A quick study of randomly chosen students was conducted on January 23 from 10:45 a.m. to 11:45 a.m. at the Bata bus stop. The issues in question, asked students who actively use the Trent bus system, were focused on overcrowding on buses, the behaviour of bus drivers, and suggested changes to the system. 100 percent of students surveyed said that they had not witnessed any inappropriate or unprofessional behaviour on the part of Trent bus drivers. Some compared the Trent bus system to larger cities like Kingston and Toronto, where bus drivers were said to frequently be rude, unreasonable, and generally not very nice.
Most students surveyed said that the morning buses for classes running from 8 a.m. to 10 a.m. were often overcrowded. For anyone who takes these morning buses, this is a recurring fact; with some students waiting at bus stops being told that there is no room available, so they must wait for the next bus. As well, many students pointed out that there should be more buses available from 7 p.m. to 10 p.m., as evening classes have become more popular recently and some find it frustrating to wait 20 minutes for another bus in the cold, dark winter semester.
As for changes, students suggested that there should be increased bus activity during evenings, mornings, and weekends, as many students depend on the buses to get from campus residence to jobs and vice versa. The highest demand is for more buses between 7:30 a.m. to 10 a.m. for those crowded morning trips. For those who are skipped over at bus stops, mostly located at Parkhill and beyond, even though they are on time, being late to class is a constant struggle. When asked about opinions on the new route change for West Bank morning buses, 100 percent of students said that the bypassing of the traffic jams at the University drive entrance (near Blackburn Hall) is unnecessary and does not result in any gained time.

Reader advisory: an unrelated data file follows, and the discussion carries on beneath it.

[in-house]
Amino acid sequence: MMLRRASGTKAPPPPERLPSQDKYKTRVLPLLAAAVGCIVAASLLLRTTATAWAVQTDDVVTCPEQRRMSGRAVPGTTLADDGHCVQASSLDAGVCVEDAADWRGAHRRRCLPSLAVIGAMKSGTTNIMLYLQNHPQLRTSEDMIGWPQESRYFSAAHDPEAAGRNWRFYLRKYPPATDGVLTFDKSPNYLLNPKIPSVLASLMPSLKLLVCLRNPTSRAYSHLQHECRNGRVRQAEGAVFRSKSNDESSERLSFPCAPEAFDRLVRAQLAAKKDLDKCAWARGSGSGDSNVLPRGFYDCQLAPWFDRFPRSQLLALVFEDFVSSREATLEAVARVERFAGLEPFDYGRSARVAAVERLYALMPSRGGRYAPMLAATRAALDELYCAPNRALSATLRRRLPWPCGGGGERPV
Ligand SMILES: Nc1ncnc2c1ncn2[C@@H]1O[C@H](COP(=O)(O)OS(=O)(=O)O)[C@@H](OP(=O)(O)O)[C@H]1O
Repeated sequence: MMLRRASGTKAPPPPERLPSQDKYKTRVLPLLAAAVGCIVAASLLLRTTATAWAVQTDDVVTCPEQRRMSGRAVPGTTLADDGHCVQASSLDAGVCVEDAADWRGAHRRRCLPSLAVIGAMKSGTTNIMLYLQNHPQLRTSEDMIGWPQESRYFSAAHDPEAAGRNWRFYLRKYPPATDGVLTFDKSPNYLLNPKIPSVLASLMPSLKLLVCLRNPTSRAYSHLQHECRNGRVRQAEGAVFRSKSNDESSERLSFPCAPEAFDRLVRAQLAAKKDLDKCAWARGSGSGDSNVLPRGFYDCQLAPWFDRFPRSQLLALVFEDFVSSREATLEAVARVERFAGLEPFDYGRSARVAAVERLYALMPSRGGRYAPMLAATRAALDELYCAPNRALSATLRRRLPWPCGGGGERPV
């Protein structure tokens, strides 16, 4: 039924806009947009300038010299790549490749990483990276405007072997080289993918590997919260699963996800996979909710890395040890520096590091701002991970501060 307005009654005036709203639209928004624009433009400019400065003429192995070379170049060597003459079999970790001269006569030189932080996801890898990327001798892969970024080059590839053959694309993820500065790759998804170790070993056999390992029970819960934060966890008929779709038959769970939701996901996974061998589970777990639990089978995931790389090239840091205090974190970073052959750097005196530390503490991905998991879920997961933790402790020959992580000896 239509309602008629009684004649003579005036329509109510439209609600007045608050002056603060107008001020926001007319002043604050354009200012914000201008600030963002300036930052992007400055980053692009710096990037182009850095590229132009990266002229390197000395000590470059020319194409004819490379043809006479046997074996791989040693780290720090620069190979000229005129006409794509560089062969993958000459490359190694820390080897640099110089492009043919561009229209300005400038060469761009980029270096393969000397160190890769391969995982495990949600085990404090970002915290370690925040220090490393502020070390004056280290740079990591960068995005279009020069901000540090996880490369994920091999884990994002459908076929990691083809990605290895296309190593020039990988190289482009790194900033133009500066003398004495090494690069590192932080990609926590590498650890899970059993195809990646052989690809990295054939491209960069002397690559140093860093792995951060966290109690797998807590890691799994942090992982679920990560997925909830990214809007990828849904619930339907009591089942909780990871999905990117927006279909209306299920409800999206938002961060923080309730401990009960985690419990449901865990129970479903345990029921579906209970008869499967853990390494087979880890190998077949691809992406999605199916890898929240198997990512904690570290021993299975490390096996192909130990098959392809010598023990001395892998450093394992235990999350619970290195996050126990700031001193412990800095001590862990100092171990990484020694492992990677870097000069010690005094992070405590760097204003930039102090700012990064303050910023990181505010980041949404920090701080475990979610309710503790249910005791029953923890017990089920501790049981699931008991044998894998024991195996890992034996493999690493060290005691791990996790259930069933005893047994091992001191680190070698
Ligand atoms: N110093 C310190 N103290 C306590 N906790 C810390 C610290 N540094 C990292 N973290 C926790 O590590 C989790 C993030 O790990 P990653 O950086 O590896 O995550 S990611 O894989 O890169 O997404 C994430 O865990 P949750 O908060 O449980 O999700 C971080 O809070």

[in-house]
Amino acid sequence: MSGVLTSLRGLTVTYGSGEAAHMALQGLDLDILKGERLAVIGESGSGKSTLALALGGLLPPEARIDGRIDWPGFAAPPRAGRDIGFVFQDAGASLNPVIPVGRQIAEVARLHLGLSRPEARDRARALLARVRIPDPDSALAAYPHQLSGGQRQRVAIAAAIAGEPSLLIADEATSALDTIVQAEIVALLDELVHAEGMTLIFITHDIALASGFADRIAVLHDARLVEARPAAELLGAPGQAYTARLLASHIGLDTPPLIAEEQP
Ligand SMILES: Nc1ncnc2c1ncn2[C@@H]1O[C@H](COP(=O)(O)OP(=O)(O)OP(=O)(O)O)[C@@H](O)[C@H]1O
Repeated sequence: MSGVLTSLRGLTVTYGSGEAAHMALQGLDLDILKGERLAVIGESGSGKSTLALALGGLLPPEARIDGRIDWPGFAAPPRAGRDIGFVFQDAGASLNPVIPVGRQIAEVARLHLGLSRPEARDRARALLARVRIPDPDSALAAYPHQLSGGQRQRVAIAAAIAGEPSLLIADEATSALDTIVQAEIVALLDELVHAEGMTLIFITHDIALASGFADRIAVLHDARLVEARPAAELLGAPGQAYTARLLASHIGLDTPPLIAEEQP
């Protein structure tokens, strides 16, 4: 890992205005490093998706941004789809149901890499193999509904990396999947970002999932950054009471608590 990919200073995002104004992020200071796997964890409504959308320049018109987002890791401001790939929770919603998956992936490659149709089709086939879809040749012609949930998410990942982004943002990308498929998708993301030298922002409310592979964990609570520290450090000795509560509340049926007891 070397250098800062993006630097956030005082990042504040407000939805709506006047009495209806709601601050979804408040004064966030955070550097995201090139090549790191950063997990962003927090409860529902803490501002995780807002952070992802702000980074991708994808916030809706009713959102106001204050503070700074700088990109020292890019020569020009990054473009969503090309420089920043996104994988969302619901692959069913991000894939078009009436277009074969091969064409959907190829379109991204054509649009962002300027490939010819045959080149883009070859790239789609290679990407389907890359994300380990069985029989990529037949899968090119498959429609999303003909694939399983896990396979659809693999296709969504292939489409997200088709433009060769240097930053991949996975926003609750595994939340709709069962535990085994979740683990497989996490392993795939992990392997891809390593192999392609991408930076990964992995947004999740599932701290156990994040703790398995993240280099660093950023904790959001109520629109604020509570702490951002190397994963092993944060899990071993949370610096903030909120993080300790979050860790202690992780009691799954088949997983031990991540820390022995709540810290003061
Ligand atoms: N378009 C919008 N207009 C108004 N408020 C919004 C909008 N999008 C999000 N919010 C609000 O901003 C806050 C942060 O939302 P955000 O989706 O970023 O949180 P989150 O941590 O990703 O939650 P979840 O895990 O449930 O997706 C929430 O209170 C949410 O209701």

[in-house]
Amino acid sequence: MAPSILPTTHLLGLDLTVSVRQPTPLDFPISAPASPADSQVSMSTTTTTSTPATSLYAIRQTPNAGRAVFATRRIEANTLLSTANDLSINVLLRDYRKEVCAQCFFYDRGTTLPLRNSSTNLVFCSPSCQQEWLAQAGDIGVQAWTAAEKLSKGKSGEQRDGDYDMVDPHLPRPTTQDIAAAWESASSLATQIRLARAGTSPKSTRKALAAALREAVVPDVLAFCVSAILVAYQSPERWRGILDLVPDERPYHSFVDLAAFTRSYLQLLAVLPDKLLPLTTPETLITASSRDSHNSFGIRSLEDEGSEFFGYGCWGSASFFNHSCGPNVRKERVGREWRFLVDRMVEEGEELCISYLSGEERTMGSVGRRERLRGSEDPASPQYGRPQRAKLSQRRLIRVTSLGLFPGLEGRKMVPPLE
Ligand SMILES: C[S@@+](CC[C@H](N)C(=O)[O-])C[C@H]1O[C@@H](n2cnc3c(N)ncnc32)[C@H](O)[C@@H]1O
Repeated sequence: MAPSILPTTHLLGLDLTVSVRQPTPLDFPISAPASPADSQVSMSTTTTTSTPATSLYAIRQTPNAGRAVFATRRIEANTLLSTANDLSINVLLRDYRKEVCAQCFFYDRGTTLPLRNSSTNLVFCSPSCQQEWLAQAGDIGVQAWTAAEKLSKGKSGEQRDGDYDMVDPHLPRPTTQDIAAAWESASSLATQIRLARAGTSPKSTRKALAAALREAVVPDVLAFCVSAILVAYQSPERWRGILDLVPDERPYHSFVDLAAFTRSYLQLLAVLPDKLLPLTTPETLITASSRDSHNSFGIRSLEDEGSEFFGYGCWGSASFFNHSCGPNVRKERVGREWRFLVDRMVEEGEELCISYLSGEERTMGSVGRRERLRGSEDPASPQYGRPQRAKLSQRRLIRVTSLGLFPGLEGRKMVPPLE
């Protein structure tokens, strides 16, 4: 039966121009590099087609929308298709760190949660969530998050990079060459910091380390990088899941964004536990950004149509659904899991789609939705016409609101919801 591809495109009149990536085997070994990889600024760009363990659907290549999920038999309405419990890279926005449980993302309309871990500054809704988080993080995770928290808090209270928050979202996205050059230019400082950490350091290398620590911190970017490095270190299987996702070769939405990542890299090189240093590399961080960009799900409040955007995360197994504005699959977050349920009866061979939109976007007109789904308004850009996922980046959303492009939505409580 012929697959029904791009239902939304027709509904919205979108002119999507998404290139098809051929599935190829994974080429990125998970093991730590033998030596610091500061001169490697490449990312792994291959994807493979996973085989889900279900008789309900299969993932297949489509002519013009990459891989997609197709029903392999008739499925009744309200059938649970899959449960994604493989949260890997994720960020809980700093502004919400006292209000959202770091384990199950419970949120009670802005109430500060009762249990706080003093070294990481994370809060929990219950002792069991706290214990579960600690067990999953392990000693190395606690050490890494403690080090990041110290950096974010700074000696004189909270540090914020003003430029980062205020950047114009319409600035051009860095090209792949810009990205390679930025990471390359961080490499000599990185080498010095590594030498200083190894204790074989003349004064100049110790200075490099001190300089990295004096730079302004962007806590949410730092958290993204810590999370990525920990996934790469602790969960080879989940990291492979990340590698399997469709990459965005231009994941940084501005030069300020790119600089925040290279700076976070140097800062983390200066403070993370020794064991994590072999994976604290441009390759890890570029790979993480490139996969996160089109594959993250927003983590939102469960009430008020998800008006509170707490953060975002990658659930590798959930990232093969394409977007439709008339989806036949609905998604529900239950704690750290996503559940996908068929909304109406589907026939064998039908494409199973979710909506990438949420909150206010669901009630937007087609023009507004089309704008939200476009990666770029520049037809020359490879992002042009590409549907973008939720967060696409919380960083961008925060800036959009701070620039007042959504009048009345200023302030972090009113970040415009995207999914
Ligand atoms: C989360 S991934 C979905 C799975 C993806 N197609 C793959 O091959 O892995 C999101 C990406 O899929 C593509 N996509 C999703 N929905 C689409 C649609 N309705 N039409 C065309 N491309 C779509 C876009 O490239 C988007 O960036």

All in all, however, students are reluctant to complain about the Trent bus system. They are quite content with how things are, if only the city would throw in a few more buses here and there to make up for the increased student population during the last year or so at Trent.
For those who don’t know, the Trent Bus Pass that full-time undergraduate students are entitled to at the start of each academic year is a part of the Trent Central Student Association (TCSA) levy fees and costs nearly $300 per year. A digital pass was implemented in 2019 and is an easier way to carry your bus pass with you, as long as you remember to charge your phone!